• The tumor measures 2cm smaller and has spread to the axillary lymph nodes 
  • The tumor is larger than 2cm and smaller than 5cm and has not spread to the axillary lymph nodes.

Stage IIB is described as when:

  • The tumor is larger than 2cm but not larger than 5 cm: small groups of breast cancer cells are found in the lymph nodes.
  • The tumor is larger than 2cm, and the cancer has spread to one to three axillary lymph nodes.
  • The tumor is larger than 5cm and has not spread to the axillary lymph nodes.

Treatment for Stage II

  • Total mastectomy: radiation might be needed
  • Lumpectomy
  • Chemotherapy: recommended by a doctor for treating stage II
  • Hormonal therapy: is recommended for people with hormone receptor-positive cancer
  • Immunotherapy: recommended if the cancer is triple-negative
  • Targeted therapy: prescribed for people with hormone receptor-positive cancer

Stage III

Stage III is divided into subcategories as IIIA, IIIB, and IIIC. 

Stage IIIA is described as when:

  • Cancer is found in four to nine axillary lymph nodes
  • The tumor is larger than 5cm, and small groups of cancer cells are found in the lymph nodes
  • The tumor is larger than 5 cm, and the cancer has spread to one to three axillary lymph nodes.

Stage IIIB is described as when:

  • The tumor may be of any size and has spread to the chest wall and caused swelling.
  • Have spread to nine axillary nodes
  • Spread to the auxiliary nodes near the breastbone

Stage IIIC is described as when:

  • Cancer has spread to 10 or more axillary lymph nodes
  • Cancer has spread to lymph nodes above or below the collarbone
  • Cancer has spread to the axillary lymph nodes or to the lymph nodes near the breastbone.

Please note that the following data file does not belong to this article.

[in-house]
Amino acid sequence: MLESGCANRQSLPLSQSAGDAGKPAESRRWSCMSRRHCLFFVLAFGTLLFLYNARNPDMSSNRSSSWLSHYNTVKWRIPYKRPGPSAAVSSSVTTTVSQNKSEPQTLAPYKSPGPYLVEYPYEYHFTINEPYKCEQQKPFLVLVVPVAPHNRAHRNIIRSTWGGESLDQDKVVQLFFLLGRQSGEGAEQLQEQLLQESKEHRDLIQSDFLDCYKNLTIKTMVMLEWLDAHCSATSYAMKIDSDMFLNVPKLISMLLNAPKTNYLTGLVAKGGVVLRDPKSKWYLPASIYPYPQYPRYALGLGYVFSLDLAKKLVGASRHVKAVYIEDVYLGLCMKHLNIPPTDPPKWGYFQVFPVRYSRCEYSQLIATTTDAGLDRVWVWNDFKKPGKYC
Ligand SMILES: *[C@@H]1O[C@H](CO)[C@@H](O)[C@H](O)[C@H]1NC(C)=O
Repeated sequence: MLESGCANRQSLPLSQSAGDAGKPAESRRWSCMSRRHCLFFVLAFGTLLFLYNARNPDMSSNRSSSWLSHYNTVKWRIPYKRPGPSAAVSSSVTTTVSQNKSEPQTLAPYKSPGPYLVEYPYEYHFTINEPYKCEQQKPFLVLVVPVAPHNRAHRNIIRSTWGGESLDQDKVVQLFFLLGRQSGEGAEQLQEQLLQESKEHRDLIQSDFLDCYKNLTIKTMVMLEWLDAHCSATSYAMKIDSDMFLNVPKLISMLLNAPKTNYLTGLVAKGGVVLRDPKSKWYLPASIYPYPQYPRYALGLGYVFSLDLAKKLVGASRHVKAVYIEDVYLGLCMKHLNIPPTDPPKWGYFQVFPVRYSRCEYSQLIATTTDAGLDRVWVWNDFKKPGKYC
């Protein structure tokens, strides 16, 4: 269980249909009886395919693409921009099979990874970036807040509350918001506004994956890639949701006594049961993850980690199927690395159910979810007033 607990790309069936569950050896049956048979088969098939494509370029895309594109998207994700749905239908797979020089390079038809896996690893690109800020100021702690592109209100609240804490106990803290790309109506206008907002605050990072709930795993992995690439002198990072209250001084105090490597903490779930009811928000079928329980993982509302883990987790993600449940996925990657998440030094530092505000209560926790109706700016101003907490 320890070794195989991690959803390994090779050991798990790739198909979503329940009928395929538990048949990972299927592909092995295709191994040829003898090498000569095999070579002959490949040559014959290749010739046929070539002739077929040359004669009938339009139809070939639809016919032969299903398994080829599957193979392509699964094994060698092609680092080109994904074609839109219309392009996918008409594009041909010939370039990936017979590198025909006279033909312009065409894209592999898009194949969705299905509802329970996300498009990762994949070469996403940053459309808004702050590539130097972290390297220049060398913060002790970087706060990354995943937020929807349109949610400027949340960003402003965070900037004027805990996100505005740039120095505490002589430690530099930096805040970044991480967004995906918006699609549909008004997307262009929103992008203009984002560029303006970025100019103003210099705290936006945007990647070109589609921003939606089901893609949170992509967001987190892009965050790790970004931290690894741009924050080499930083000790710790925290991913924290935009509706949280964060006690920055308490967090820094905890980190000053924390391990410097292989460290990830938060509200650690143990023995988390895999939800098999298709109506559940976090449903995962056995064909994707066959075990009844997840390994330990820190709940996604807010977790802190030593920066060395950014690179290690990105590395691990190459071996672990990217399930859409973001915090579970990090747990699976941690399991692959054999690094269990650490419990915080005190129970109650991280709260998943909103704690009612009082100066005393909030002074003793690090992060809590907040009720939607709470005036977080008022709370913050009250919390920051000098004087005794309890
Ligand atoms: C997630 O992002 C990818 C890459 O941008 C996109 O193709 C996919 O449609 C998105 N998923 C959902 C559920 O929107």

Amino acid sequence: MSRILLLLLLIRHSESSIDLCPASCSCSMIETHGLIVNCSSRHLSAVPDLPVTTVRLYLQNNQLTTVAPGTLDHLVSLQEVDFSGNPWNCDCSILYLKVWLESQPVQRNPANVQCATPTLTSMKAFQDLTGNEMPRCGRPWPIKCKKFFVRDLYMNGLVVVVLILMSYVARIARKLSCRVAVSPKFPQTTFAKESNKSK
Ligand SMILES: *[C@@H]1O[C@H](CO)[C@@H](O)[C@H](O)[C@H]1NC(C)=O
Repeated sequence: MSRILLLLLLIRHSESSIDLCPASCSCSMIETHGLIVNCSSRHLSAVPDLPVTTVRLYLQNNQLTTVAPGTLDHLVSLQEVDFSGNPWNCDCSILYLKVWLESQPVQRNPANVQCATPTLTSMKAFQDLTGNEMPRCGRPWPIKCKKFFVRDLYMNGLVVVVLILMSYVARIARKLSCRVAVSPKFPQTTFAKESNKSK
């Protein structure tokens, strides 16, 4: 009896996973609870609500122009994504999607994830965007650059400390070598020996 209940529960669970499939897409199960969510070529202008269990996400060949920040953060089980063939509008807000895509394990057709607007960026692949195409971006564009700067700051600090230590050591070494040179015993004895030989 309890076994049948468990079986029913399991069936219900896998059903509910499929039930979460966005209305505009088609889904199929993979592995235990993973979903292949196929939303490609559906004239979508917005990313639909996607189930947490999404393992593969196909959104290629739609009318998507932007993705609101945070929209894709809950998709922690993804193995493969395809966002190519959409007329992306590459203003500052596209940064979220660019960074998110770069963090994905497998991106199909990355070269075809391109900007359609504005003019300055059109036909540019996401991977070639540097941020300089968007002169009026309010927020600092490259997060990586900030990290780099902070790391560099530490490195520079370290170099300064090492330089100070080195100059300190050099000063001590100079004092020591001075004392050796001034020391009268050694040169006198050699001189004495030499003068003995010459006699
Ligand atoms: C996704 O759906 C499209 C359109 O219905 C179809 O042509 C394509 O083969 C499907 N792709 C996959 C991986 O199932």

Treatment for stage III

  • Total mastectomy followed by radiation
  • Chemotherapy: to shrink the cancer tumor and treat cancer in the lymph nodes.
  • Lumpectomy and radiation: lumpectomy and radiation are done after chemotherapy
  • Hormonal therapy: prescribed for people with hormone-receptor-positive cancer

Stage IV

 

Stage IV is also described as an advanced or metastatic stage of cancer. Stage IV describes invasive breast cancer that has spread beyond the breast and nearby lymph nodes to the body’s other organs, such as the lungs, skin, bones, liver, or bones. Dr. Garvit Chitkara, one of the best breast cancer surgeon in Mumbai.

Treatment for stage IV 

  • Surgery: surgery might be used with radiation,
  • Chemotherapy: chemotherapy is the most recommended therapy by doctors.
  • Hormonal therapy: is prescribed if the cancer is hormone receptor-positive 
  • Immunotherapy: recommended if the cancer is triple-negative
  • Treatment of the other part of the body: surgery followed by radiation is done on the other parts of the body. 

Reference

Lymph nodes: A small bean-shaped structure that is part of the body’s immune system.

Mastectomy: Mastectomy is the medical term for the surgical removal of one or both breasts, partially or completely.

Lumpectomy: Lumpectomy is a surgical removal of a discrete portion or “lump” of breast tissue, usually in the treatment of a malignant tumor or breast cancer.